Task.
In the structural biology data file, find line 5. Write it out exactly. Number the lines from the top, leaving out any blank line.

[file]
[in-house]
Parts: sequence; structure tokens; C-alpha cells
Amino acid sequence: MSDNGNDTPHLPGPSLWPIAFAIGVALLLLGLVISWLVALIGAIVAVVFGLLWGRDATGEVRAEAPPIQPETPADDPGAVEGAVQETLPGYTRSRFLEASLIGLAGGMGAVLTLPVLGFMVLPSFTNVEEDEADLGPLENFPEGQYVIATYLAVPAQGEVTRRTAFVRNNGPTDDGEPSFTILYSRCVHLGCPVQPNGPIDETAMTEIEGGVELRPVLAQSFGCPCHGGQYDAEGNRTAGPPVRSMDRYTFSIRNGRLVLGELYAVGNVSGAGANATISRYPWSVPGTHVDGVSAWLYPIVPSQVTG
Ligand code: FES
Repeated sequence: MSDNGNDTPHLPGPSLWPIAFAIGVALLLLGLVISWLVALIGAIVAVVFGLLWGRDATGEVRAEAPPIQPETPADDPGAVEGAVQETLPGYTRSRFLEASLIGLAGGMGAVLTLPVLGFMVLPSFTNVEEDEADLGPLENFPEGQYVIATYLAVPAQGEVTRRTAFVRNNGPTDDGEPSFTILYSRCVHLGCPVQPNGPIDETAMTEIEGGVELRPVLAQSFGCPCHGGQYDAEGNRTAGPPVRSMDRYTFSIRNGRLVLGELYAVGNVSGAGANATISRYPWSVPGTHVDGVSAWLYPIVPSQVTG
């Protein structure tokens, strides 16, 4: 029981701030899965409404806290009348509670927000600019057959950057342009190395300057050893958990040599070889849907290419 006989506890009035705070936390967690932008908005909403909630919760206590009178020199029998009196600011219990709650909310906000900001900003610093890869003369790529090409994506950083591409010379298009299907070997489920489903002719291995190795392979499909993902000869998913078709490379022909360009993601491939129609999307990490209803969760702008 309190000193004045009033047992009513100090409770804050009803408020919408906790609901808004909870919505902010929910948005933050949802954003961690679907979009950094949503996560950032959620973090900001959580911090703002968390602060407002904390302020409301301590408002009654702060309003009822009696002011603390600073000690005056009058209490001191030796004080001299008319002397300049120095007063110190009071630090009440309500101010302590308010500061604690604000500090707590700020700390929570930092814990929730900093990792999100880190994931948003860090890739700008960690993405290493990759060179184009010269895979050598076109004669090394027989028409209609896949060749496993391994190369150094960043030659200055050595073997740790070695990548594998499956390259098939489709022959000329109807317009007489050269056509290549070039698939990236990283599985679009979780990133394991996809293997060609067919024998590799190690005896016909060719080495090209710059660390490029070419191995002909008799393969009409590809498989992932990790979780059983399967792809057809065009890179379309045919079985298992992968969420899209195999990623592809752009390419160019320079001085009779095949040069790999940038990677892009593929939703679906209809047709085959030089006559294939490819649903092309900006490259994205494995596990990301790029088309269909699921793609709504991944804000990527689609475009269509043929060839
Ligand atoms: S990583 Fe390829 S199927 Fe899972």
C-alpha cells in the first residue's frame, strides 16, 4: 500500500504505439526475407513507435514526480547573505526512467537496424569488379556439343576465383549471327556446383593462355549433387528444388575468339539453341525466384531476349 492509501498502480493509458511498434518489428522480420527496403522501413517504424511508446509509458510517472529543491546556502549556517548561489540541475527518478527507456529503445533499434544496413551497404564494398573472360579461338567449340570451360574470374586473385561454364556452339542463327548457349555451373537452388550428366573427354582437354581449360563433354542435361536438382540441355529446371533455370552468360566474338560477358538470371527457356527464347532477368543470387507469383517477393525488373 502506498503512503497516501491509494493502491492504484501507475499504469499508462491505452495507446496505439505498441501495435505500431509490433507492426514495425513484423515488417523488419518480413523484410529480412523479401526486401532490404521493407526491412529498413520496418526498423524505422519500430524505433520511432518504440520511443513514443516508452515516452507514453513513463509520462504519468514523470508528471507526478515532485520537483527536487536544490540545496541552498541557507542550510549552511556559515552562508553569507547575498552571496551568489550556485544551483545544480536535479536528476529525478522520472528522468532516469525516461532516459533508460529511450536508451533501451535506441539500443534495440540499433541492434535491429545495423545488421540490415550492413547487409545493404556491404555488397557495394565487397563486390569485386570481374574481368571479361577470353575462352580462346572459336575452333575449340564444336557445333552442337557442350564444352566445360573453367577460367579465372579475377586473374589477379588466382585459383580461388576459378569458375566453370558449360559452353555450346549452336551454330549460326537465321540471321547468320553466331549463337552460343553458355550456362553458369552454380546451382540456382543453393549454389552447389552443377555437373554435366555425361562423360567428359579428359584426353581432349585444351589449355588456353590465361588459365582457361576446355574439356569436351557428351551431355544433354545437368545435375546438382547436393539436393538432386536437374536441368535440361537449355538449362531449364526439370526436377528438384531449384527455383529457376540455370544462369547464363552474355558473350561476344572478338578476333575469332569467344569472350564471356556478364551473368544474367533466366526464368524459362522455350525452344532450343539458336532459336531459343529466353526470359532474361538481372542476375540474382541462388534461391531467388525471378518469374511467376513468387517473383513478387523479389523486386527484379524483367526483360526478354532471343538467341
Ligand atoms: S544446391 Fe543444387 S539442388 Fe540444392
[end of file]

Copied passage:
Repeated sequence: MSDNGNDTPHLPGPSLWPIAFAIGVALLLLGLVISWLVALIGAIVAVVFGLLWGRDATGEVRAEAPPIQPETPADDPGAVEGAVQETLPGYTRSRFLEASLIGLAGGMGAVLTLPVLGFMVLPSFTNVEEDEADLGPLENFPEGQYVIATYLAVPAQGEVTRRTAFVRNNGPTDDGEPSFTILYSRCVHLGCPVQPNGPIDETAMTEIEGGVELRPVLAQSFGCPCHGGQYDAEGNRTAGPPVRSMDRYTFSIRNGRLVLGELYAVGNVSGAGANATISRYPWSVPGTHVDGVSAWLYPIVPSQVTG